Mittwoch, 17. Dezember 2008

Doing it better ... (Part 1)

I never thought something like this could be worth a blog entry, but as Tom Kyte can do this, I can also! ;-)

I had the pleasure to assist in a little project as a DBA.
The pleasure was mine, as the target (in response-time) was outstanding (in my current working circumstances) and the setup was done to achieve this in a more or less professional manner (which much more outstanding ...), so we had testcases, a kind of change-management, really load-tests, totally cooperative designers/developers. Great!

The goal of the whole thing was to 'lock' and 'free' available resources out of a pool (according to some additional 'quality'). The example I'm writing is about the process 'provide the next free ressource out of the given pool'. It should come back in about 10ms.

Here the Iterations we came through:

1) primary code:


SELECT resource into v_resource
FROM RESOURCE_POOL
WHERE v_time>FREED_TIME
AND STATUS='FREE'
AND POOL=v_pool
AND ROWNUM=1
FOR UPDATE;
UPDATE RESOURCE_POOL set
STATUS='INUSE',
FREED_TIME=null,
START_TIME=current_timestamp,
WHERE RESOURCE=v_resource;

with this comment beside these statements:
-- FOR UPDATE statement ensures that the selected row is locked until the transition is completed --
-- open 2 different sqlplus commands, issue the command and watch the last command. it waits until update is completed (or commit) on the first session
-- FOR UPDATE NOWAIT would report an error if the row cant be locked immediately --
-- FOR UPDATE SKIP LOCKED pauses other db queries - this could be the perf bottleneck ...


BRRR! Even with an index in RESOURCE_POOL.RESOURCE it's not really optimal. And, the hard fact is, it's to slow.

2) after some iterations we came to:

UPDATE RESOURCE_POOL set
STATUS='INUSE',
FREED_TIME=null,
SESSION_START_TIME=current_timestamp,
WHERE v_time>FREED_TIME
AND STATUS='FREE'
AND RESOURCE_POOL=v_pool
AND ROWNUM=1
AND v_time>FREED_TIME
RETURNING RESOURCE INTO v_resource;


As we are counting miliseconds, this WAS an advantage. And for me personally, it's more beautiful, even this is not really a tuning-goal.

Beside some tests on the physical layout (we came to the conclusion to use partitions by resource pools and local indexes on them) this saved us enough time so we could stop tuning.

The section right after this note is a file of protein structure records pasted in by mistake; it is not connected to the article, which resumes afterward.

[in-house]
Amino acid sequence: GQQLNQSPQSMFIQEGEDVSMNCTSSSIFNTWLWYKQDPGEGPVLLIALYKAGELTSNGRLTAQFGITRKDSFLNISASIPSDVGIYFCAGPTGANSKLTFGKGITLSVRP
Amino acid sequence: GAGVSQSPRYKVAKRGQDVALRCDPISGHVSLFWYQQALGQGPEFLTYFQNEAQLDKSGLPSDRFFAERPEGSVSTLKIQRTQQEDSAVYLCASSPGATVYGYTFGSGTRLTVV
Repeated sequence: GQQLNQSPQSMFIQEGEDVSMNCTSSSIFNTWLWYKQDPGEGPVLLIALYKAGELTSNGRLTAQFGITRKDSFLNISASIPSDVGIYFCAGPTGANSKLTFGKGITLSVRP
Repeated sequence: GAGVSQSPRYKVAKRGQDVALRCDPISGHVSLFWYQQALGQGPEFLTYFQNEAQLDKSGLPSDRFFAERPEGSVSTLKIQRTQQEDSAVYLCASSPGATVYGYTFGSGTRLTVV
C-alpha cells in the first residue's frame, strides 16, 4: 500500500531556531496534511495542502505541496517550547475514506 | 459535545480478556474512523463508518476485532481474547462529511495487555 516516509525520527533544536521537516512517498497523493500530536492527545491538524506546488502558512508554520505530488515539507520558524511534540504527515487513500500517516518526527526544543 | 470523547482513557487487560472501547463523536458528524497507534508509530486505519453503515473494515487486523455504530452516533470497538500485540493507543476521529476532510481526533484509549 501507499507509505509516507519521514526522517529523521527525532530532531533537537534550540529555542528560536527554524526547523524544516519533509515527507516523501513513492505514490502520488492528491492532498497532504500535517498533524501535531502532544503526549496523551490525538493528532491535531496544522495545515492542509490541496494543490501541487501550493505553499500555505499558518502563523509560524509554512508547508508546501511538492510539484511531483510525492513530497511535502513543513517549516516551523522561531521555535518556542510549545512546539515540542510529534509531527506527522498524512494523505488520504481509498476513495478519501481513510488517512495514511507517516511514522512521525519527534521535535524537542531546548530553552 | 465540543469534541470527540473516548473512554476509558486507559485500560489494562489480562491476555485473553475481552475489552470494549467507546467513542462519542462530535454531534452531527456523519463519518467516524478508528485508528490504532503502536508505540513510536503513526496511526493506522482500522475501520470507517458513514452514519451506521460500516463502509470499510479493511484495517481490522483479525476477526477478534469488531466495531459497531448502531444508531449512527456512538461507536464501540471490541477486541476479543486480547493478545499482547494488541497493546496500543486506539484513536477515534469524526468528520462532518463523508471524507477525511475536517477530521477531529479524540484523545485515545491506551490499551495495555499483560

Maybe I also have to tell all the data is small enough to fit into the buffer_pool.
And for the Records, it's 10.2.0.4 EE on HP-UX (Itanium), Failover ServiceGuard.

Kommentare:

Flado hat gesagt…

Aren't you in fact serializing at the POOL level instead of at individual RESOURCE level? I mean, all your sessions will try to reserve the same resource (they don't see each other's changes until committed, and they use the same plan) - the one that happens to be selected first (rownum=1).
If that's the case, the first one will come back in 10ms, but what about the 10th session?
That's where the SKIP LOCKED would prove handy, methinks. Have you checked that it does in fact become "the perf bottleneck"?
Failing that, you could design some kind of scheme that would allow you to select different eligible resources in each session (maybe sub-dividing pools into ranges and hashing the SID to determine a range).

Flado hat gesagt…
Dieser Kommentar wurde vom Autor entfernt.
Flado hat gesagt…

I made some tests and came up with this:
"Skip locked" does not work as intuitively expected with rownum and is undocumented.
The single-statement update serializes on the pool level, which means your transactions must be very short to decrease contention.

This serializes on the individual resource and can therefore work for longer transactions as well (sorry, no code tags allowed):

for x in (
SELECT "RESOURCE"
FROM RESOURCE_POOL
WHERE v_time>FREED_TIME
AND STATUS='FREE'
AND POOL=v_pool for update skip locked)
loop
v_resource:=x."RESOURCE";
exit;
end loop;
UPDATE RESOURCE_POOL set
STATUS='INUSE',
FREED_TIME=null,
START_TIME=sysdate
WHERE "RESOURCE"=v_resource;

Depending on how the app uses this "resource allocator", it may be feasible to just keep a resource's row locked while it is in use - and get rid of the STATUS column altogether...

Thanks for the post, I learned quite a bit from it :-) !

Schöne Feiertage!

Martin Berger hat gesagt…

flado,
we had no serializing problems, as the application had initial only one (!) connection, at some stress-tests, there where only 4 concurrent connections. So serialization problems came never to our mind an where not visible during our testcases.
My goal was to avoid any unnecessary switch between SQL and PL/SQL engine, and also to keep (soft)parsing short.
I never thought about SKIP LOCKED, and I'm glad I hadn't to do, as it looks complex in my environment.
Maybe you just want to summarise your learings somewhere, as I'm really searching for additional informations, anywhere ;-)